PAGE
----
How Do You Budget and Forecast for Future Cloud Needs?

7 May 2019 | Posted by Josh Bouk

Every enterprise wants to do more with less – it’s simply good business. However, while there are time-tested, well-established methods for budgeting and forecasting traditional OPEX costs, when it comes to cloud financial management, confusion reigns.

With 83% of enterprise workloads set to be public cloud-based by 2020 – and as much as 35% of all cloud spend globally going to waste – being able to accurately budget for what you’re spending on cloud costs and plan for the future has never been more important.

But where do you start?

Inventory Management

Starting off simply: do you know who in your business is spending what and where? This might sound obvious, but, if you don’t have complete visibility of your cloud spend then budgeting and forecasting are near impossible. After all, you can’t predict what you can’t measure.

There is any number of ways you could be paying more than you think. For one, spending that happens without the oversight of the IT department – and cloud services are a prime candidate for this. People hate red tape, and most organizations allow anyone with their own budget access to a company credit card, creating the perfect conditions for unplanned spending. Before you can start accurately budgeting you need to know whether the workforce has been buying extra cloud instances without telling anyone.

It could even be something as innocuous as a cloud engineer setting up a test instance, getting distracted, clocking out for the day, and leaving the instance up and billable – despite never intending for it to be actively used.

The point is that before you can even begin trying to budget or forecast spending, you need an up-to-date record of your cloud resources. This is something you could do yourself or through the proprietary capacity monitoring software offered by most cloud providers, however, both have their drawbacks. The former is time and resource intensive, while the latter is only as effective as your understanding of its recommendations – it’s not uncommon to see businesses using these tools and only implementing 25% of the actions prescribed.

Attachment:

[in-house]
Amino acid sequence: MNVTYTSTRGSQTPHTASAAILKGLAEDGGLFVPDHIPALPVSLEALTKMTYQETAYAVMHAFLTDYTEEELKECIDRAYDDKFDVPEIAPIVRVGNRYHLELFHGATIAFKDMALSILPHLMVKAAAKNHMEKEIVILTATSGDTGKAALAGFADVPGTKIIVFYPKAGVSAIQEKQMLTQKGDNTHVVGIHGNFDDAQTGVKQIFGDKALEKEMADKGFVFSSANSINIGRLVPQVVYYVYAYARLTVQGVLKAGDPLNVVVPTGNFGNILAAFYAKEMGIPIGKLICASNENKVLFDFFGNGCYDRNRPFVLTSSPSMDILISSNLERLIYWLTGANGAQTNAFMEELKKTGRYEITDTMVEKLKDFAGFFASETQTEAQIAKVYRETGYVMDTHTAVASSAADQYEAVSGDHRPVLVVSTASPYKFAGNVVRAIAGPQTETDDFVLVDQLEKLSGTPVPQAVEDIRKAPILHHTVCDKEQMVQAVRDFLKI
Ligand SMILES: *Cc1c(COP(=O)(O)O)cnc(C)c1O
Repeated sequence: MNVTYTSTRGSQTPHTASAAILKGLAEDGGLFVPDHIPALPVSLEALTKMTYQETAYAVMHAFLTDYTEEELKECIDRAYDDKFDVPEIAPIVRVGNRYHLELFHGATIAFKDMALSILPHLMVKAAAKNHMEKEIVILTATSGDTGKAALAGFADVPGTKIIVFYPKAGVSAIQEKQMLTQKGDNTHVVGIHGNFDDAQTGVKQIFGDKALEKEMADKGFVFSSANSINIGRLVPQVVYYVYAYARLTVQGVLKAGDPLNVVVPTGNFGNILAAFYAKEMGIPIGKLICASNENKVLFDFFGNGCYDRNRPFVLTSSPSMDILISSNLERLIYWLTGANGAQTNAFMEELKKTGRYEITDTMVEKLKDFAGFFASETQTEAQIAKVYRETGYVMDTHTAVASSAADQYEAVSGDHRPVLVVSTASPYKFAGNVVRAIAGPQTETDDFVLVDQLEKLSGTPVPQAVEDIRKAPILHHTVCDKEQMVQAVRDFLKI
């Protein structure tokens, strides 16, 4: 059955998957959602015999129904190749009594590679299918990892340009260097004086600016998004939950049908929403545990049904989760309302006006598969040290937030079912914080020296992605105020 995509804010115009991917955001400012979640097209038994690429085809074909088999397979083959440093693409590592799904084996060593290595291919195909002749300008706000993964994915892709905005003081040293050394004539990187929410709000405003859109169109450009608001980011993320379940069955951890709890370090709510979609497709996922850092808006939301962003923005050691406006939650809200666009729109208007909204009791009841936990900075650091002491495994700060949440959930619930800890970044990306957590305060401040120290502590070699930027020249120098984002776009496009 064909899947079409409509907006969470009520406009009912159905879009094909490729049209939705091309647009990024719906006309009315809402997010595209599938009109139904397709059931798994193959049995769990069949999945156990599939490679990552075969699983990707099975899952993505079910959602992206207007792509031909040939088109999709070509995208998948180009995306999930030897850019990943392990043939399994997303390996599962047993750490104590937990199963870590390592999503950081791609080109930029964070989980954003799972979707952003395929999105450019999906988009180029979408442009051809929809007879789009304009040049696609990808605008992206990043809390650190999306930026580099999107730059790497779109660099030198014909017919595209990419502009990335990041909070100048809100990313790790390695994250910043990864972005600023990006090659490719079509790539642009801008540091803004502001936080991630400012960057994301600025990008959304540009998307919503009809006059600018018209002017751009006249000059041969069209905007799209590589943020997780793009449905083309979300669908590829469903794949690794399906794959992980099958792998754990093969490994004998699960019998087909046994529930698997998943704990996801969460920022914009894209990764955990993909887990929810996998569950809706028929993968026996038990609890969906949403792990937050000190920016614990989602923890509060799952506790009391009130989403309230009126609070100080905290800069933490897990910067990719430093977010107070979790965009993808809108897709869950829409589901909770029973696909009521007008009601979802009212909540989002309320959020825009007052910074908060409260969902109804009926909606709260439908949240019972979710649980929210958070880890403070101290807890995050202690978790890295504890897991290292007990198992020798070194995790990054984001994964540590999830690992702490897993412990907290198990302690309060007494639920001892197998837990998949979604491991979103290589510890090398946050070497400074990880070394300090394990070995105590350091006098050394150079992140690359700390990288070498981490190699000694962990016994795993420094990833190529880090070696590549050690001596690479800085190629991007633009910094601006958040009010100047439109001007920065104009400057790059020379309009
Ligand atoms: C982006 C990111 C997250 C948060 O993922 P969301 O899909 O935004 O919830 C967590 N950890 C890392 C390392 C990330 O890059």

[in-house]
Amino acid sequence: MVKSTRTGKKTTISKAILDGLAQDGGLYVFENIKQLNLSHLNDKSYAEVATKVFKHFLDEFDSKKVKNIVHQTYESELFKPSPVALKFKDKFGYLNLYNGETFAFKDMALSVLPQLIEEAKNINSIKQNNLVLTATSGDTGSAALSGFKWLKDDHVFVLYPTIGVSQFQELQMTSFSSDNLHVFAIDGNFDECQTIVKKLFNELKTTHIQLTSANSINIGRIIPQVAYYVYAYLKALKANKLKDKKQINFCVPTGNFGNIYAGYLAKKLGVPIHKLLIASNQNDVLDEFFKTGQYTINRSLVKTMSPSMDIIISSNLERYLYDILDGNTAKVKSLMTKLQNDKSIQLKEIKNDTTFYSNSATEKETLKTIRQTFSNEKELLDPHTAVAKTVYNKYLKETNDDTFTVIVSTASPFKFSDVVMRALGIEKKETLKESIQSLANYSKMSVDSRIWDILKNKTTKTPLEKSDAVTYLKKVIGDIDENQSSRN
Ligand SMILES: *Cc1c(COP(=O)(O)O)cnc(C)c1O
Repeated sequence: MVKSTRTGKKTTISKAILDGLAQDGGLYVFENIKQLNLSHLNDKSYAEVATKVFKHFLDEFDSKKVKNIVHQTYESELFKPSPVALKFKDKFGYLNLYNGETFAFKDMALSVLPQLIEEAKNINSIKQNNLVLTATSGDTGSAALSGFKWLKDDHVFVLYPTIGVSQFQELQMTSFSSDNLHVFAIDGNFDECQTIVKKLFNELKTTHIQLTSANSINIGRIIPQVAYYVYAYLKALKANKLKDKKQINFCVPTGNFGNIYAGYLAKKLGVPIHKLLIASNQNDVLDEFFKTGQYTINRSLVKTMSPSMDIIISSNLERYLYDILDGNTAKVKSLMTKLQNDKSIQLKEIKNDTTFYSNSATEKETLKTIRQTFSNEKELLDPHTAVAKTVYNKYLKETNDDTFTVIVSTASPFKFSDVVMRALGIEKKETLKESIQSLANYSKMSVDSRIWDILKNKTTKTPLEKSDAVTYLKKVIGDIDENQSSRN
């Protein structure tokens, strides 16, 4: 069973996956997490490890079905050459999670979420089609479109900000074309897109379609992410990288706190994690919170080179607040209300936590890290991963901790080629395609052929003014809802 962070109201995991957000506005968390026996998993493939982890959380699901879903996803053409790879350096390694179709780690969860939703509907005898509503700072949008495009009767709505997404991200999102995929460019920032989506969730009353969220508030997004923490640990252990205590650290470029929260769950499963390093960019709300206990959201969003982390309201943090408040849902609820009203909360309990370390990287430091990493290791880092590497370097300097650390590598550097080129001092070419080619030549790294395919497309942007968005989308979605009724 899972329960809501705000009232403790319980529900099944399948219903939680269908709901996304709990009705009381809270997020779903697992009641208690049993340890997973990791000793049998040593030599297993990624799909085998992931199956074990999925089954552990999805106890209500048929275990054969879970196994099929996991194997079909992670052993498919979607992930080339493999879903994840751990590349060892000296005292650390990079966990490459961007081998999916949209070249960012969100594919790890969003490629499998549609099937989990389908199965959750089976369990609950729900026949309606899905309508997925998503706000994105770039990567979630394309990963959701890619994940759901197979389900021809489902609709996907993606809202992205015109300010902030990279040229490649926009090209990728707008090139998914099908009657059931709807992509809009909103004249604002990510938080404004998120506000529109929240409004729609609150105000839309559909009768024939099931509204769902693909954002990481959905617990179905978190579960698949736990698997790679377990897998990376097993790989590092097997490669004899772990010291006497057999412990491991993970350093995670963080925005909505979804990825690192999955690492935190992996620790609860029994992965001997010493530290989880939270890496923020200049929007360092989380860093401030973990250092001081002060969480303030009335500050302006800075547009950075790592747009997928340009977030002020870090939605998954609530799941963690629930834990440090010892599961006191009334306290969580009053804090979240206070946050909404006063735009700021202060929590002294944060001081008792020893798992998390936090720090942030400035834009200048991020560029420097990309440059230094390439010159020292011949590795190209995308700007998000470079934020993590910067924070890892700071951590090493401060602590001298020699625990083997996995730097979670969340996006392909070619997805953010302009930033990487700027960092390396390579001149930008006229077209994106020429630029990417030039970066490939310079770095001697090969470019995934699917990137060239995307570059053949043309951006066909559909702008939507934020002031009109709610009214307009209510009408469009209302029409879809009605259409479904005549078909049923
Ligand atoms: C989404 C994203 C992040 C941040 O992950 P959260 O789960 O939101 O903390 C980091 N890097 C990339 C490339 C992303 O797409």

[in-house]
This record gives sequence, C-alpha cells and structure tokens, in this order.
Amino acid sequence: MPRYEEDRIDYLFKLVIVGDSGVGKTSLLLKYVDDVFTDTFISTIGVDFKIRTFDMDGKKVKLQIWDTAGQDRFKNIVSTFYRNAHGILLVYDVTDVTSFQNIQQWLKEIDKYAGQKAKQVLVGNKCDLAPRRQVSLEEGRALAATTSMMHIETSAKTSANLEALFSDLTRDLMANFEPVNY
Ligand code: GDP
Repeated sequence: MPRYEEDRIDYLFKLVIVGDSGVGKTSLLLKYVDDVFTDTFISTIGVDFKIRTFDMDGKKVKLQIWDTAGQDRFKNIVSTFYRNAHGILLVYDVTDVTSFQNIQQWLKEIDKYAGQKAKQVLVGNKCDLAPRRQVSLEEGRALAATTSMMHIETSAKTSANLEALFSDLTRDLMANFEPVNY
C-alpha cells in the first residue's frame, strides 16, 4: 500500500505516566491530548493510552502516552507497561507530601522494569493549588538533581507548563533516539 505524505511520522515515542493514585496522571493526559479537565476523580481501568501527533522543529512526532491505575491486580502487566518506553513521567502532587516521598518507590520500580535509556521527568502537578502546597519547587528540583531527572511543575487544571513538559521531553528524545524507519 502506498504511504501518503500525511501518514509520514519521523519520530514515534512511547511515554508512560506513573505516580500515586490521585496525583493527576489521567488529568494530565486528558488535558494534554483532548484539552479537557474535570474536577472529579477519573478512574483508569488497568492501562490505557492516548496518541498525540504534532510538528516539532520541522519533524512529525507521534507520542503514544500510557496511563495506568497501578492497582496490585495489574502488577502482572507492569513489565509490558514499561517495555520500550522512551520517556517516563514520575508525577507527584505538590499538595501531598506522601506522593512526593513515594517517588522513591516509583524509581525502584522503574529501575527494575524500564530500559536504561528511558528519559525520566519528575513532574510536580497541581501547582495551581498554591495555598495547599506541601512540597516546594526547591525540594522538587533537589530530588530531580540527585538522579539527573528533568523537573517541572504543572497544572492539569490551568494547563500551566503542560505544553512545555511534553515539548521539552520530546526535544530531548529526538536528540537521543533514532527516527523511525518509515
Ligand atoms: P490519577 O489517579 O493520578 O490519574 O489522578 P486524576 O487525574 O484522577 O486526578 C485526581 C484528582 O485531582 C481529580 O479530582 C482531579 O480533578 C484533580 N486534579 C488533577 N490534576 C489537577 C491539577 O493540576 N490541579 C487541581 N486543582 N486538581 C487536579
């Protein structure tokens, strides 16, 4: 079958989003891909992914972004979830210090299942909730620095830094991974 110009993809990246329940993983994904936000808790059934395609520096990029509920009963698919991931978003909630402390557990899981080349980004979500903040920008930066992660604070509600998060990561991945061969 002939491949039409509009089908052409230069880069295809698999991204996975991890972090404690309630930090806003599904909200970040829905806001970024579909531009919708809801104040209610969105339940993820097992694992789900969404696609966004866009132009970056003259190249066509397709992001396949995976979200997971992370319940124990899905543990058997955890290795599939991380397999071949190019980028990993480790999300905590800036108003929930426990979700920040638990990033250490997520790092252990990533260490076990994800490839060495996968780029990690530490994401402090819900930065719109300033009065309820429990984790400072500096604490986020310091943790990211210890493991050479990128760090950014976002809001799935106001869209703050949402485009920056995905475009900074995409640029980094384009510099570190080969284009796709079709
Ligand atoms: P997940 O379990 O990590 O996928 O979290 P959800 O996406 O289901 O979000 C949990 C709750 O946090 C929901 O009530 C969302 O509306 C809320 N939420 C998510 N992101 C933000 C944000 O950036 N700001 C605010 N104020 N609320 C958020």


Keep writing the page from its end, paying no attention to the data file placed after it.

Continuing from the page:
A great alternative is to enlist the help of a third-party cloud management service provider. A good provider will be able to track any changes to your inventory as they happen and keep you updated in near real-time – saving you any nasty bill-shocks and allowing you to be proactive about providing staff with the tools they need, long before they ever reach for the company card. 

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Track Your Trajectory

The next logical step once you know what you’re spending and where is to establish your budget. But once you’ve optimized existing cloud overspend, how do you stop your enterprise from going over budget again?

The answer is to monitor the trajectory of your cloud usage in real-time. With access to consumption-to-budget data, you can track when your outlay is coming close to or exceeding your upper limit. Again, this is something you could do in-house, provided you’re able to track how much you’re using at any given time and have a good idea of what that represents in financial terms.

This is completely possible using capacity tracking tools like AWS CloudWatch, nevertheless, it is time-consuming and requires almost constant attention. Like your inventory management, it’s far easier, quicker, and less risky to entrust a third-party to do it for you. What’s more, it’s likely to yield far more impressive results.